Joan G Robinson’s 1967 classic children’s novel When Marnie Was There has received an international sales boost thanks to the Japanese animation version, as agent Caroline Sheldon has sold the rights to 10 countries.
The novel is about a girl called Anna who, when sent to stay with family friends in Norfolk, befriends a mysterious girl called Marnie.
Caroline Sheldon of the Caroline Sheldon Literary Agency sold the film rights to Studio Ghibli in spring 2012 and the animated version will be on general release on 10th June this year.
“The novel is a wonderful classic and at the time of Ghibli buying the rights I thought how wonderful the Japanese sensibility was that they knew and treasured a novel by an English novelist that was relatively uncelebrated over here,” she told The Bookseller.
Interest has surged in the book since the announcement of the film adaptation and Sheldon has sold the translation rights in 10 territories, including Japan, Italy, Spain and China. HarperCollins Children’s Books has also re-released the book as part of its classics range.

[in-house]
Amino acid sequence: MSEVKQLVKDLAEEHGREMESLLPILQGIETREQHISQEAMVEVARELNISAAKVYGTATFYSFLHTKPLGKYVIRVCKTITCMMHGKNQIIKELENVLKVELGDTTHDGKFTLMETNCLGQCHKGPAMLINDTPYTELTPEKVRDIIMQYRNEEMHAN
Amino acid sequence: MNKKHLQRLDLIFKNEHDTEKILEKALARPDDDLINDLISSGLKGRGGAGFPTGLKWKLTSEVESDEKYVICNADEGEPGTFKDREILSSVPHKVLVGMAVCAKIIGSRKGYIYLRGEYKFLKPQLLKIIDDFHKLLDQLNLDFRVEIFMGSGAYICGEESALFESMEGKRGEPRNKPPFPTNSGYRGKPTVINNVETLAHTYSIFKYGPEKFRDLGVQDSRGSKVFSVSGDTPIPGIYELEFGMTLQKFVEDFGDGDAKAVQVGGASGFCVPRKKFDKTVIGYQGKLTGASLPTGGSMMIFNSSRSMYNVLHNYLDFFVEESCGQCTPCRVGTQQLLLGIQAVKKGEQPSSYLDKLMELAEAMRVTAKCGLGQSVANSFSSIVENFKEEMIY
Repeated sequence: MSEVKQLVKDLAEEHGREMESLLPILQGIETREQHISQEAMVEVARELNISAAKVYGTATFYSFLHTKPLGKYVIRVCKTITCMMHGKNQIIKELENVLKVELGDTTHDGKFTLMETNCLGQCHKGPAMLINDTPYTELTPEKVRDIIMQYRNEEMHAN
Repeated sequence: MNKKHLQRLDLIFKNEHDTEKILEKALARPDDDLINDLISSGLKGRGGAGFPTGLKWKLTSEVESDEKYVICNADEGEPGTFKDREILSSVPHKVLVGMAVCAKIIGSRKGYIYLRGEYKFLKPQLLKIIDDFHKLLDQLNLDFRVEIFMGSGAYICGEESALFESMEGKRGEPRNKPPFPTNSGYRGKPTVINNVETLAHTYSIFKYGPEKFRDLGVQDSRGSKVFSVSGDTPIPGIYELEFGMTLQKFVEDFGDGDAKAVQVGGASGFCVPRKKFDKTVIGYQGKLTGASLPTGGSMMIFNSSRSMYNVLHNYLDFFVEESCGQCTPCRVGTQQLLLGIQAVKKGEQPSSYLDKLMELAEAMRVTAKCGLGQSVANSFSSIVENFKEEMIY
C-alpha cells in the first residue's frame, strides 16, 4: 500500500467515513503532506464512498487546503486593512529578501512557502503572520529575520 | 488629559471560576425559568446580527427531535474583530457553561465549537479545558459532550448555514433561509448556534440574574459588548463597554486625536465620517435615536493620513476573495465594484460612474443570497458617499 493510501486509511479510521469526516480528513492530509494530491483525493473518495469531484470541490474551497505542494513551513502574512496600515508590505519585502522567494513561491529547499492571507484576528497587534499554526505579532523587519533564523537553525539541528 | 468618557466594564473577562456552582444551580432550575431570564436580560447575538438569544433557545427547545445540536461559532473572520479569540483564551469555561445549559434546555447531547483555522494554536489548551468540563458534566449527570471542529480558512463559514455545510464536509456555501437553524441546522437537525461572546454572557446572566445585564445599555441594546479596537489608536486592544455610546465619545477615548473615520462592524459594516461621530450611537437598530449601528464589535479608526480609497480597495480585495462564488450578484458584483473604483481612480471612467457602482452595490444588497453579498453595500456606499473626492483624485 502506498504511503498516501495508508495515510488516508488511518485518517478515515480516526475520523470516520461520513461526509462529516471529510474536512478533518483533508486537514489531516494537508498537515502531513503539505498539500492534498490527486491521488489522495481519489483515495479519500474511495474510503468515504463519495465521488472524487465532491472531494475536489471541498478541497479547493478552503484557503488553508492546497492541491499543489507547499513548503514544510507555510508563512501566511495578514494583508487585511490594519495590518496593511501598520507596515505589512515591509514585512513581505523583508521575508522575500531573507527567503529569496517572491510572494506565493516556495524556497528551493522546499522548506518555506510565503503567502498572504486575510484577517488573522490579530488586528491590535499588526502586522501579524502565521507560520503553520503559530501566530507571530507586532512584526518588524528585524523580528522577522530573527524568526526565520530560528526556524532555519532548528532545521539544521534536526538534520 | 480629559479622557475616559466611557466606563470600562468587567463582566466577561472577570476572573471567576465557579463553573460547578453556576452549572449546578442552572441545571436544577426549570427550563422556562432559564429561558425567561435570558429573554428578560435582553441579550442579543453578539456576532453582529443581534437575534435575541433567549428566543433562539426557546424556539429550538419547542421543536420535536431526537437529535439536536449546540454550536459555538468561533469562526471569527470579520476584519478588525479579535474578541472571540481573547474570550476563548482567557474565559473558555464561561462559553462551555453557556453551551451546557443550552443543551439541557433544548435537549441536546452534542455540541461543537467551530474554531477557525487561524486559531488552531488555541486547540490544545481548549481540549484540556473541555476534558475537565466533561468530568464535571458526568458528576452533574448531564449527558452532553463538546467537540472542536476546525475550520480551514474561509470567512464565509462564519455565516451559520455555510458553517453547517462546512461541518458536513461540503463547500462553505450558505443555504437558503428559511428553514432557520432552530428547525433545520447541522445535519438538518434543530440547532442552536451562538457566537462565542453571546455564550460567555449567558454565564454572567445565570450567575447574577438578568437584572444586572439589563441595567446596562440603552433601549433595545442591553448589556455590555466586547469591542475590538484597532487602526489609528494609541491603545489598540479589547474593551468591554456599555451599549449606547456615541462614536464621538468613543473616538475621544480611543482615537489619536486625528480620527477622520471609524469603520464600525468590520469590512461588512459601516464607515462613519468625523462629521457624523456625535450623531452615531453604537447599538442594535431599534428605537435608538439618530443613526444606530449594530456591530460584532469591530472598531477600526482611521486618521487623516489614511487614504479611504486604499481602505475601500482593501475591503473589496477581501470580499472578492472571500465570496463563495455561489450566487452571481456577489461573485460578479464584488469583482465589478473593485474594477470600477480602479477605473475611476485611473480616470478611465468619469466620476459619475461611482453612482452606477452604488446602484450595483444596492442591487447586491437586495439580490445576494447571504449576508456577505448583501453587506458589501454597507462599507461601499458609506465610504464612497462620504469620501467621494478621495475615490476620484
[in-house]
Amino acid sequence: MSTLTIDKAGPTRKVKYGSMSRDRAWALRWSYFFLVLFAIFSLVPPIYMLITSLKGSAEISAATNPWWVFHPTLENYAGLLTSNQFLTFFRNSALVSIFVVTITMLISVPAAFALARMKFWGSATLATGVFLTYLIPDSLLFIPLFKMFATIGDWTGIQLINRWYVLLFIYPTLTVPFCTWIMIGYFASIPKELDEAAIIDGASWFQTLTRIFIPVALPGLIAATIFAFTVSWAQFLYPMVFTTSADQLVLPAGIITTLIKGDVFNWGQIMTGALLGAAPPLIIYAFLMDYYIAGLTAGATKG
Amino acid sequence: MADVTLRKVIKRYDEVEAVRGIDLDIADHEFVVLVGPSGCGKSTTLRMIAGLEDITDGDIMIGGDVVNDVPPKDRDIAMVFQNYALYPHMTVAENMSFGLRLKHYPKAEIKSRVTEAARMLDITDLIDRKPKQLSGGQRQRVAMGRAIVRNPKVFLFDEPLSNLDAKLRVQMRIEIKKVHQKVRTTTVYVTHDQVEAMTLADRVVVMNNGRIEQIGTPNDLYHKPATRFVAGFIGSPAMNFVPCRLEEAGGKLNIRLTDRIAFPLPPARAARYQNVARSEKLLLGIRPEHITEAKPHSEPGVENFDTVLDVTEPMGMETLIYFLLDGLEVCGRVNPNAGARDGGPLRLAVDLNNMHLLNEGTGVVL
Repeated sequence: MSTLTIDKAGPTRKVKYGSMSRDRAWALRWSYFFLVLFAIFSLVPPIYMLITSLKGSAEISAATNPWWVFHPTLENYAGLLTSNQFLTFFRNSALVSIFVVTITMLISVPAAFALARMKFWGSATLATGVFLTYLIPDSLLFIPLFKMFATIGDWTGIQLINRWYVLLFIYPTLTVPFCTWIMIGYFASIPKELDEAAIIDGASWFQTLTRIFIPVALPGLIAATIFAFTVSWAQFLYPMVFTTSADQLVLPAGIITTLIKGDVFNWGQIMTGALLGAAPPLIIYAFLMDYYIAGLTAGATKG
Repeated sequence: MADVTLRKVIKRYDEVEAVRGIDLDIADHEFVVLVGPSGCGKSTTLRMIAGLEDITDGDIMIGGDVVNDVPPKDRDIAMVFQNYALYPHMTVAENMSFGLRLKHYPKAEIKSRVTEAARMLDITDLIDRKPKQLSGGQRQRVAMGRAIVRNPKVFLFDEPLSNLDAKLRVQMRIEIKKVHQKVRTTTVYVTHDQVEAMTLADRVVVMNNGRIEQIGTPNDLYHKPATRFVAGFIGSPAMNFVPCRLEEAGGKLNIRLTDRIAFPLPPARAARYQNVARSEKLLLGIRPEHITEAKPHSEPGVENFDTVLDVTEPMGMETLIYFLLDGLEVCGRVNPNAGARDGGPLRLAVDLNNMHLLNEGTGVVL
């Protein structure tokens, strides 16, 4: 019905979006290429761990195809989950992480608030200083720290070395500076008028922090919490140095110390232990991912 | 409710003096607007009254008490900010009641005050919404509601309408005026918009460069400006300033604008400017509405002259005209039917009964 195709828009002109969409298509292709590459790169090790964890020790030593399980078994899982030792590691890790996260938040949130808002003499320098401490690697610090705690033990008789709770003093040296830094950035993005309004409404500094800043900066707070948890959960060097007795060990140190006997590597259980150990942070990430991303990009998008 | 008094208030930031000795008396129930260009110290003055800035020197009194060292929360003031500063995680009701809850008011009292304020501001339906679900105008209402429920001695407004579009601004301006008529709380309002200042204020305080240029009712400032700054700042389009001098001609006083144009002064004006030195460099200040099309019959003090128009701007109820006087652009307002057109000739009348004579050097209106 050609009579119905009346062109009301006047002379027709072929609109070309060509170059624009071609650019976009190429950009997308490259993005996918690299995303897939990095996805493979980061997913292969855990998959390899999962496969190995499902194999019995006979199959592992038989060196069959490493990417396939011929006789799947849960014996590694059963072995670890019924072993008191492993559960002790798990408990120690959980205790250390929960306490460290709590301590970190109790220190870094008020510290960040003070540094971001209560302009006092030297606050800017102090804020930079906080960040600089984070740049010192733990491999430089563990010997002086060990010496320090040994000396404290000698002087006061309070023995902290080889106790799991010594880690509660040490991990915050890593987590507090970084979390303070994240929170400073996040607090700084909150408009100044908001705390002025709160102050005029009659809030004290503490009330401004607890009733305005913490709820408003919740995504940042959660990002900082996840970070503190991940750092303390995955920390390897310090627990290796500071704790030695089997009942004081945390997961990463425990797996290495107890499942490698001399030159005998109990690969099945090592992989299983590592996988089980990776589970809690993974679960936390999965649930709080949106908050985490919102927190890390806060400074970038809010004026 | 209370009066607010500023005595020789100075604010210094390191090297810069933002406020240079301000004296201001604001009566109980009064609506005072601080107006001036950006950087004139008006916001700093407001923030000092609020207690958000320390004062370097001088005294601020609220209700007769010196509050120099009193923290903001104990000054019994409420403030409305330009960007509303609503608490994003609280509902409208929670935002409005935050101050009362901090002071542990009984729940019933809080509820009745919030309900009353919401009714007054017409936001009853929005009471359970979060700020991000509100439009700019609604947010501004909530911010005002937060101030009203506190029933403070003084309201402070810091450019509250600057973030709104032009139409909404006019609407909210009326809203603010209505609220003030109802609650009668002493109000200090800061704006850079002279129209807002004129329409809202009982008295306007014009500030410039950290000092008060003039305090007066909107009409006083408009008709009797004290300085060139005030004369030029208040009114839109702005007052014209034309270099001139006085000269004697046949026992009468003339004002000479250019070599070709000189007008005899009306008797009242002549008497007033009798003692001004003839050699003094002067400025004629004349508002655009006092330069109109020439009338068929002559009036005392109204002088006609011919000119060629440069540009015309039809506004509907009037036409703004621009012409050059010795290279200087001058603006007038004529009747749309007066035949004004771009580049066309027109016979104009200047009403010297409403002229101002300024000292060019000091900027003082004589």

The film version of When Marie Was There was shortlisted for an Oscar in Best Animated Feature Film category and is rumoured to be Studio Ghibli’s final production. Two years ago producer Hayao Miyazaki announced his retirement, as did his co-founder Isao Takahata six months later.
The Telegraph said the film has a “tender, whisper-delicate charm” that will “have you sobbing into your sleeve”.